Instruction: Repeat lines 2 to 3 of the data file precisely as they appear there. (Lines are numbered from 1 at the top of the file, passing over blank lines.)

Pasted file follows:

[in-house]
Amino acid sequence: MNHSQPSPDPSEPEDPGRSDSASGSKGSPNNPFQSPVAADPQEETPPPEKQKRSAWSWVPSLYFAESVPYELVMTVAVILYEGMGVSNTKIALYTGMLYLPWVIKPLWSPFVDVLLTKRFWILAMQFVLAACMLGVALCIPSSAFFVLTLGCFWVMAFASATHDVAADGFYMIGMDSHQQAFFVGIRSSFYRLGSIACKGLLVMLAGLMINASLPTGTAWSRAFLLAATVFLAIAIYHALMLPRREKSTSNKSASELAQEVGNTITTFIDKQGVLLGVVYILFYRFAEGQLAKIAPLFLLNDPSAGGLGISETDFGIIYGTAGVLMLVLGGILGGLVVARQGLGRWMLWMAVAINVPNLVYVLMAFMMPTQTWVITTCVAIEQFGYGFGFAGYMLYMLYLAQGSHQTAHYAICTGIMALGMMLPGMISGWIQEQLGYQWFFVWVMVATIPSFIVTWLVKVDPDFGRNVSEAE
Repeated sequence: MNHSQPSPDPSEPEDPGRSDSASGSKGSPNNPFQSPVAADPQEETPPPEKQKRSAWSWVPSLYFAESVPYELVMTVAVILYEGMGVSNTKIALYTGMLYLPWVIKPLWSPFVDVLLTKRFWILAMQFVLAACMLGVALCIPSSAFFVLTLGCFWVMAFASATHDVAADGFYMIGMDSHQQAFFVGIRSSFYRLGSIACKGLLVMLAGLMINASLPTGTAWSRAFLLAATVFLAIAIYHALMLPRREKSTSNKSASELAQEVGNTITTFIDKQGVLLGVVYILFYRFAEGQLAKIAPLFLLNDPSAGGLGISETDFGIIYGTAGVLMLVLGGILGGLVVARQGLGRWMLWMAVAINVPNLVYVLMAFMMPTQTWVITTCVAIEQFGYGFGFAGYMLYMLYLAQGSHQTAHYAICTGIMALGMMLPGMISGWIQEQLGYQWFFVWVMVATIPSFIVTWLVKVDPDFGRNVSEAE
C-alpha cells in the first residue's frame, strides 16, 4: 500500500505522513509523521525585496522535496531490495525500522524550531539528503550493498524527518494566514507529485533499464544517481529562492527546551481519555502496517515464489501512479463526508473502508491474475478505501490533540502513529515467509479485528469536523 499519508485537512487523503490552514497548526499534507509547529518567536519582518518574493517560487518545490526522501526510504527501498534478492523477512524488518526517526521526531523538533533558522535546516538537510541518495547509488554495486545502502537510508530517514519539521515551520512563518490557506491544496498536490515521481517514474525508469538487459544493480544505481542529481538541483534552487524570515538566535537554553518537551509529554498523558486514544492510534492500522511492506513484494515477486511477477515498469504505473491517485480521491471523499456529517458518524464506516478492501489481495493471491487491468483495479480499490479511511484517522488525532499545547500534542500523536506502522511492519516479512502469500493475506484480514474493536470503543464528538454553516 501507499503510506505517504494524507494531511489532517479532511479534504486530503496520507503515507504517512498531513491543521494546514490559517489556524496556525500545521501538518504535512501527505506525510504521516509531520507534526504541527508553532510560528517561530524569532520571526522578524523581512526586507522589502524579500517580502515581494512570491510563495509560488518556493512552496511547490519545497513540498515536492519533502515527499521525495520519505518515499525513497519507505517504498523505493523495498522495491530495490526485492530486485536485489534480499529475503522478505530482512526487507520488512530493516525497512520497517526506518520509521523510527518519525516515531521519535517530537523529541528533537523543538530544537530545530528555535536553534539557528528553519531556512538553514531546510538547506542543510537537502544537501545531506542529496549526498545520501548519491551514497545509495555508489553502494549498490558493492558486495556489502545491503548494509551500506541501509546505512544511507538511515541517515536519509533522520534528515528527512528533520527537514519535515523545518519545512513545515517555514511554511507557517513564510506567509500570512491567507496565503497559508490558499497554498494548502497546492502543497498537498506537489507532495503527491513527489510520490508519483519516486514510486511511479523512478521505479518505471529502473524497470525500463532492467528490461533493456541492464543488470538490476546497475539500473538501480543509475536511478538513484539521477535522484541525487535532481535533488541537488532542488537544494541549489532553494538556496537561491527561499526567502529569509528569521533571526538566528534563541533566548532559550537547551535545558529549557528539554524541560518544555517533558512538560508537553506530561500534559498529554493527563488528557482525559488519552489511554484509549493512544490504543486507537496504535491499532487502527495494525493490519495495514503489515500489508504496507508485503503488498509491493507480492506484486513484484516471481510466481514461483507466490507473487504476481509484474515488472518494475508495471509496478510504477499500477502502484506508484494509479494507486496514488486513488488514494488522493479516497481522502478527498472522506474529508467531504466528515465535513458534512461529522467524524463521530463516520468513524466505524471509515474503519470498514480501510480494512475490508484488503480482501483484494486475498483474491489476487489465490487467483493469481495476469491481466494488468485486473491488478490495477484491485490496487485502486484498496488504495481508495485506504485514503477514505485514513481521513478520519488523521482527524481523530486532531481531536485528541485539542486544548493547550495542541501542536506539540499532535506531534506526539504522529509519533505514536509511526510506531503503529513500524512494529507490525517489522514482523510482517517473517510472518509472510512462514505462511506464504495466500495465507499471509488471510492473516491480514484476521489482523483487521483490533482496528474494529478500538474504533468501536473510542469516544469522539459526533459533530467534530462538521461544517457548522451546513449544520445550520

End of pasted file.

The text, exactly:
Amino acid sequence: MNHSQPSPDPSEPEDPGRSDSASGSKGSPNNPFQSPVAADPQEETPPPEKQKRSAWSWVPSLYFAESVPYELVMTVAVILYEGMGVSNTKIALYTGMLYLPWVIKPLWSPFVDVLLTKRFWILAMQFVLAACMLGVALCIPSSAFFVLTLGCFWVMAFASATHDVAADGFYMIGMDSHQQAFFVGIRSSFYRLGSIACKGLLVMLAGLMINASLPTGTAWSRAFLLAATVFLAIAIYHALMLPRREKSTSNKSASELAQEVGNTITTFIDKQGVLLGVVYILFYRFAEGQLAKIAPLFLLNDPSAGGLGISETDFGIIYGTAGVLMLVLGGILGGLVVARQGLGRWMLWMAVAINVPNLVYVLMAFMMPTQTWVITTCVAIEQFGYGFGFAGYMLYMLYLAQGSHQTAHYAICTGIMALGMMLPGMISGWIQEQLGYQWFFVWVMVATIPSFIVTWLVKVDPDFGRNVSEAE
Repeated sequence: MNHSQPSPDPSEPEDPGRSDSASGSKGSPNNPFQSPVAADPQEETPPPEKQKRSAWSWVPSLYFAESVPYELVMTVAVILYEGMGVSNTKIALYTGMLYLPWVIKPLWSPFVDVLLTKRFWILAMQFVLAACMLGVALCIPSSAFFVLTLGCFWVMAFASATHDVAADGFYMIGMDSHQQAFFVGIRSSFYRLGSIACKGLLVMLAGLMINASLPTGTAWSRAFLLAATVFLAIAIYHALMLPRREKSTSNKSASELAQEVGNTITTFIDKQGVLLGVVYILFYRFAEGQLAKIAPLFLLNDPSAGGLGISETDFGIIYGTAGVLMLVLGGILGGLVVARQGLGRWMLWMAVAINVPNLVYVLMAFMMPTQTWVITTCVAIEQFGYGFGFAGYMLYMLYLAQGSHQTAHYAICTGIMALGMMLPGMISGWIQEQLGYQWFFVWVMVATIPSFIVTWLVKVDPDFGRNVSEAE